The benefits of the present technology are given by the increased bast fibres’ surface hydrophobicity allowing a better bonding with resins in biocomposites and the lack of any interference with their mechanical properties and morphology. The technology therefore provides a solution to the currently used techniques relying on the use of chemical agents (e.g. alkali, sodium chlorite, isocyanate, acrylation, acetylation) which can be quite harsh and cause loss of bast fibres’ morphology. The technology also allows a more accurate coating of the fibres, since the hydrophobin is targeted to the S-layer which envelops the cellulosic crystalline G-layer conferring to bast fibres the sought-after mechanical properties (e.g. elasticity, tensile strength). Additionally, the expression of the hydrophobin is driven by a plant promoter active during the stage of bast fibres’ thickening and not during elongation.

Applications:Fibre crops expressing fungal hydrophobins can be used in different applications, such as the manufacture of waterproof paper, self-cleaning (e.g. via the so-called lotus-effect) and/or waterproof textile. The automotive industry will also use those fibres with enhanced surface properties.

Opportunity:The technology has for the moment been investigated in the model organism tobacco and it would be relevant to liaise with an expert in fibre crops’ (e.g. hemp) genetic engineering to study its applicability to fibre crops. A partner specialised in fibres’ studies would also be needed to analyse their features, e.g. wettability and mechanical properties. Application testing would also be sought-after.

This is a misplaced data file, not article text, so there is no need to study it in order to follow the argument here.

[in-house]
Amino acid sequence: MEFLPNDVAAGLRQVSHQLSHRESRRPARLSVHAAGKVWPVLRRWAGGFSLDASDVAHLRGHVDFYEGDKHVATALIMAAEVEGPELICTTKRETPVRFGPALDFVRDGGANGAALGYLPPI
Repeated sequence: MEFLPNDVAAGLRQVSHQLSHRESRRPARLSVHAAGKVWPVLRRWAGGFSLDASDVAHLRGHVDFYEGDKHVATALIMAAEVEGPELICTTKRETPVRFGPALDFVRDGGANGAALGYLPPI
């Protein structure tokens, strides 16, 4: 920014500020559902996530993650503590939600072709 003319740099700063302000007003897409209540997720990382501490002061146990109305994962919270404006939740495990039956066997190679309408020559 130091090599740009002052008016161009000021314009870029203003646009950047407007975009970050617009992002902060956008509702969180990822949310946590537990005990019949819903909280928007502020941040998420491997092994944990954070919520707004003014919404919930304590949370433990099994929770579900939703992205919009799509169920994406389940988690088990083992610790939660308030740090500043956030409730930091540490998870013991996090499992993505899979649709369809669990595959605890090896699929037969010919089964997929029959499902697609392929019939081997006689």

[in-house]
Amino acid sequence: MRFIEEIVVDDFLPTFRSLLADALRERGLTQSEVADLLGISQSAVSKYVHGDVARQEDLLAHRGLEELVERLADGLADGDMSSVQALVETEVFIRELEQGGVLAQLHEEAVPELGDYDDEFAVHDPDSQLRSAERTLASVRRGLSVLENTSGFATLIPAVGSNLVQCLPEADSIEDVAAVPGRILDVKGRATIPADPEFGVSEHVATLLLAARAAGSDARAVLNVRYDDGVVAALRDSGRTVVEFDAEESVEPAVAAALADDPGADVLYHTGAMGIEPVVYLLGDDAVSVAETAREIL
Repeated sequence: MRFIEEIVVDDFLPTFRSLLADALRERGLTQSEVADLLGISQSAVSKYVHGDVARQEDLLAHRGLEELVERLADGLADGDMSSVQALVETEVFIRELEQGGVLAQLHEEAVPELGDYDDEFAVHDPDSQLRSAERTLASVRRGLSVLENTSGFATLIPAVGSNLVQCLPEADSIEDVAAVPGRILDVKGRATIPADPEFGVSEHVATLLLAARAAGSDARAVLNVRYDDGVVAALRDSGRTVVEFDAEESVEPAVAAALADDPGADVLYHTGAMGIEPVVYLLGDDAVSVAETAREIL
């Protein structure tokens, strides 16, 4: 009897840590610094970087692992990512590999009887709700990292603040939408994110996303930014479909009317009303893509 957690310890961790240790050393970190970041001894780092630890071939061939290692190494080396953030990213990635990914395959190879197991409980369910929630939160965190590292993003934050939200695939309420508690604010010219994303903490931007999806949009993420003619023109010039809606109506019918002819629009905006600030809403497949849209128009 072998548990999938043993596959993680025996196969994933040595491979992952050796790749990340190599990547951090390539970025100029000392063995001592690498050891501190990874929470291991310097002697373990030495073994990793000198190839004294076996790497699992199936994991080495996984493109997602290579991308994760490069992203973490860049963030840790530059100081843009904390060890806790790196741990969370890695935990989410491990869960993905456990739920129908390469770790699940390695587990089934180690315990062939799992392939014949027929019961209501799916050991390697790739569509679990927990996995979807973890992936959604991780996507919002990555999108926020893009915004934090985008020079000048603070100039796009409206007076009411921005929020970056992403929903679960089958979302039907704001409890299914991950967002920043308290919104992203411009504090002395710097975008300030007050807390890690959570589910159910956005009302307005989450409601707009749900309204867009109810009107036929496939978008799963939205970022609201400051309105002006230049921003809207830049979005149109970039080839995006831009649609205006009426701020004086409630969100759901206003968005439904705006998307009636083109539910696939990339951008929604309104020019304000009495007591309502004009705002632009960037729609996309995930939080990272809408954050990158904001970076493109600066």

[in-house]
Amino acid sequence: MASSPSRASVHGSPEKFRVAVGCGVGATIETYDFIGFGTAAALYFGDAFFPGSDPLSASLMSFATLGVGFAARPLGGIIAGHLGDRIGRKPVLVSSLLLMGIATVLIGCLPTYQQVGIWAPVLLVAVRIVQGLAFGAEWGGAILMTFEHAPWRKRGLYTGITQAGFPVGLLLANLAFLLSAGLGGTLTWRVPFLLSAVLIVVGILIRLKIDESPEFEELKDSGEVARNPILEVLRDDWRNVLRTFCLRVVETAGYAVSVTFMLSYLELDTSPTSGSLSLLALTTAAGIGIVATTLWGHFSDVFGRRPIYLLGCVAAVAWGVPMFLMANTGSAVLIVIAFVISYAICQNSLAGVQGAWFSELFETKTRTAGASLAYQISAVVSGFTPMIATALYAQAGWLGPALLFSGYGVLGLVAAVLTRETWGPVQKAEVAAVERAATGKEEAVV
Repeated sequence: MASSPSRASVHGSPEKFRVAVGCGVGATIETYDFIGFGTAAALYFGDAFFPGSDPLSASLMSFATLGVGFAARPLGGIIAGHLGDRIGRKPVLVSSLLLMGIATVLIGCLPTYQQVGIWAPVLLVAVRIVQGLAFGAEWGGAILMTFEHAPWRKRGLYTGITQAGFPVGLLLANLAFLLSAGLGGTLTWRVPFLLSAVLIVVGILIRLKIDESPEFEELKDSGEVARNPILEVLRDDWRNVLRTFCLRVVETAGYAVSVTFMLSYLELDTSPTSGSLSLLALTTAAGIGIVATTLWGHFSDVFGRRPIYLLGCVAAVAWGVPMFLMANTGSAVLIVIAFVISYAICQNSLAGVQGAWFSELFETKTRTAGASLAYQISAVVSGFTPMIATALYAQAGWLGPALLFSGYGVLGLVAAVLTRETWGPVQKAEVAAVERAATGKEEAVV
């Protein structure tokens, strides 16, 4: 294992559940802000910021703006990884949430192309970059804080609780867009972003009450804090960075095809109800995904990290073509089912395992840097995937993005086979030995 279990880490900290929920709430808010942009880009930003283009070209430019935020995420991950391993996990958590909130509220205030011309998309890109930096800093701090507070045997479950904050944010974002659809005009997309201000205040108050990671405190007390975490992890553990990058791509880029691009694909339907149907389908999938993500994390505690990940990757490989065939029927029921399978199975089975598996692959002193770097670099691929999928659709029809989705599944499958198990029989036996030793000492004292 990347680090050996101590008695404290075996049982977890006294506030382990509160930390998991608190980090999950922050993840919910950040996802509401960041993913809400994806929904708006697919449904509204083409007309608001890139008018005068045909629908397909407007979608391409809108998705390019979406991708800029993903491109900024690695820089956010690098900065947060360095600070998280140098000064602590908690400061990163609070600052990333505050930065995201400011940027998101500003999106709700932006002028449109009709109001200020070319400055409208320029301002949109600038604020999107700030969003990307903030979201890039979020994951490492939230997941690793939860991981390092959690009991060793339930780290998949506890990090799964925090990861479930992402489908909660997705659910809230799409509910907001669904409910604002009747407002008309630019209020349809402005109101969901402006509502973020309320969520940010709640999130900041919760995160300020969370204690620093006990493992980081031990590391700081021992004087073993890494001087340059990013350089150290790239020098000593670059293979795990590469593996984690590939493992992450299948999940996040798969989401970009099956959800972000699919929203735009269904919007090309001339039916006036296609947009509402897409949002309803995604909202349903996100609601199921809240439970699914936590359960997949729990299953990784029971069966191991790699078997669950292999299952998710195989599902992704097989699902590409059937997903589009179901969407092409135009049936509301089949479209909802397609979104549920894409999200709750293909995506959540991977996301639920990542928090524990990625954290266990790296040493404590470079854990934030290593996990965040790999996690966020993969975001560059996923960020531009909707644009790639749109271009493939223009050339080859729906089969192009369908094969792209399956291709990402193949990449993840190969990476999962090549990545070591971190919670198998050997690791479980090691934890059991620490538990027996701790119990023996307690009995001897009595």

IP Status:

EP3347476B1 patent granted

EP3592855A1 pending decision

Desired business relationship

Technology development


Related Keywords

  • Surface treatment (painting, galvano, polishing, CVD, PVD)
  • Biological Sciences
  • Agriculture and Marine Resources
  • Paper Technology related to Sylviculture, Forestry, Forest Technology
  • Plant and animal health
  • tobacco
  • fibers

About Luxembourg Institute of Science and Technology (LIST)

The Luxembourg Institute of Science and Technology (LIST) is a mission-driven Research and Technology Organisation (RTO) active in the fields of materials, environment and IT.
LIST develops competitive and market-oriented product/service prototypes for public and private stakeholders, and works across the entire innovation chain: fundamental/applied research, incubation, transfer of technologies.
By transforming scientific knowledge into technologies, smart data and tools, LIST empowers citizens in their choices, public authorities in their decisions and businesses in their strategies.

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Luxembourg Institute of Science and Technology (LIST)